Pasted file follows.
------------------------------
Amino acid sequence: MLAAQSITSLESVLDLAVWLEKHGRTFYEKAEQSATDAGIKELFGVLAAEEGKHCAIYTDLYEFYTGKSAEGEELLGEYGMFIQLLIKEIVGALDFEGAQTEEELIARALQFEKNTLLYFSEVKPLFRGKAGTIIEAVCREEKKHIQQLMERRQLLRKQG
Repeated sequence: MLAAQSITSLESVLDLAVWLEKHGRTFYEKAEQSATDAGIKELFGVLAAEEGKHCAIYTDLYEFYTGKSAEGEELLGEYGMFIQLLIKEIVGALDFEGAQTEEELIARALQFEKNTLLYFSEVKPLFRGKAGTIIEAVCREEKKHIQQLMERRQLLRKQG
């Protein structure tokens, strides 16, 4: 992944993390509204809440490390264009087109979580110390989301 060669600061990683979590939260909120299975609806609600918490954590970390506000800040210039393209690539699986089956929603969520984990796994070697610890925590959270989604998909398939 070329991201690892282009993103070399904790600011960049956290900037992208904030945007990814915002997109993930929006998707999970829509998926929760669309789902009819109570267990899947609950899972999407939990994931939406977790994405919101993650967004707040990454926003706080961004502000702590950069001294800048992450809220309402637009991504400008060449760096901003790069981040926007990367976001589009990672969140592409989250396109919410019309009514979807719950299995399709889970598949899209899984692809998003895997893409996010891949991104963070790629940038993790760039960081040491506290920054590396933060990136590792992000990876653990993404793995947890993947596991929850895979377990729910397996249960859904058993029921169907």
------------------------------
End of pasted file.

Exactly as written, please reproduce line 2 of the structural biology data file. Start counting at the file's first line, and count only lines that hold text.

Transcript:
Repeated sequence: MLAAQSITSLESVLDLAVWLEKHGRTFYEKAEQSATDAGIKELFGVLAAEEGKHCAIYTDLYEFYTGKSAEGEELLGEYGMFIQLLIKEIVGALDFEGAQTEEELIARALQFEKNTLLYFSEVKPLFRGKAGTIIEAVCREEKKHIQQLMERRQLLRKQG